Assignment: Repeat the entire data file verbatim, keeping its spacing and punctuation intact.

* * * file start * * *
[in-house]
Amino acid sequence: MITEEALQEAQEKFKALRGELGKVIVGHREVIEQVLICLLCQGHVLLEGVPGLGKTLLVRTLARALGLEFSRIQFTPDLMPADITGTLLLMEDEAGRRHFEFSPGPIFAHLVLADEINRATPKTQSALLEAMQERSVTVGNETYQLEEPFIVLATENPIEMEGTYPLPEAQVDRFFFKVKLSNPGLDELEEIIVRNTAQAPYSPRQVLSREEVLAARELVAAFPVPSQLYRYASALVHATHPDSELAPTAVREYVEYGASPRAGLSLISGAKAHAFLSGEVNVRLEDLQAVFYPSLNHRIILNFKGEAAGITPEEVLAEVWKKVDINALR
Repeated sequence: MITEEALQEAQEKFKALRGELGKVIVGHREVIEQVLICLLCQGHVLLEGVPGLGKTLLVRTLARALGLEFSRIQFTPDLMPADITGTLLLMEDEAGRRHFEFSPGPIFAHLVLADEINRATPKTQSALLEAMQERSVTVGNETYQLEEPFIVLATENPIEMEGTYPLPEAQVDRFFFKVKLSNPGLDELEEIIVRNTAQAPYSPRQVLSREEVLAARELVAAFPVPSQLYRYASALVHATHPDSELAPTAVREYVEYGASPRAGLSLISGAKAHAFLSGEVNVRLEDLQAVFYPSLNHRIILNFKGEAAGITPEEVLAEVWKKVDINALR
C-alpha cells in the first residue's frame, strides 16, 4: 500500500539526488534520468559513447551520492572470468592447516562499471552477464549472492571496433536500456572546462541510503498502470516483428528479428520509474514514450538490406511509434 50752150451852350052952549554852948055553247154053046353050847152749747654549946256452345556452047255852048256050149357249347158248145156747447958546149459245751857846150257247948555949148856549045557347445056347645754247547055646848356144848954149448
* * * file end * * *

[in-house]
Amino acid sequence: MITEEALQEAQEKFKALRGELGKVIVGHREVIEQVLICLLCQGHVLLEGVPGLGKTLLVRTLARALGLEFSRIQFTPDLMPADITGTLLLMEDEAGRRHFEFSPGPIFAHLVLADEINRATPKTQSALLEAMQERSVTVGNETYQLEEPFIVLATENPIEMEGTYPLPEAQVDRFFFKVKLSNPGLDELEEIIVRNTAQAPYSPRQVLSREEVLAARELVAAFPVPSQLYRYASALVHATHPDSELAPTAVREYVEYGASPRAGLSLISGAKAHAFLSGEVNVRLEDLQAVFYPSLNHRIILNFKGEAAGITPEEVLAEVWKKVDINALR
Repeated sequence: MITEEALQEAQEKFKALRGELGKVIVGHREVIEQVLICLLCQGHVLLEGVPGLGKTLLVRTLARALGLEFSRIQFTPDLMPADITGTLLLMEDEAGRRHFEFSPGPIFAHLVLADEINRATPKTQSALLEAMQERSVTVGNETYQLEEPFIVLATENPIEMEGTYPLPEAQVDRFFFKVKLSNPGLDELEEIIVRNTAQAPYSPRQVLSREEVLAARELVAAFPVPSQLYRYASALVHATHPDSELAPTAVREYVEYGASPRAGLSLISGAKAHAFLSGEVNVRLEDLQAVFYPSLNHRIILNFKGEAAGITPEEVLAEVWKKVDINALR
C-alpha cells in the first residue's frame, strides 16, 4: 500500500539526488534520468559513447551520492572470468592447516562499471552477464549472492571496433536500456572546462541510503498502470516483428528479428520509474514514450538490406511509434 50752150451852350052952549554852948055553247154053046353050847152749747654549946256452345556452047255852048256050149357249347158248145156747447958546149459245751857846150257247948555949148856549045557347445056347645754247547055646848356144848954149448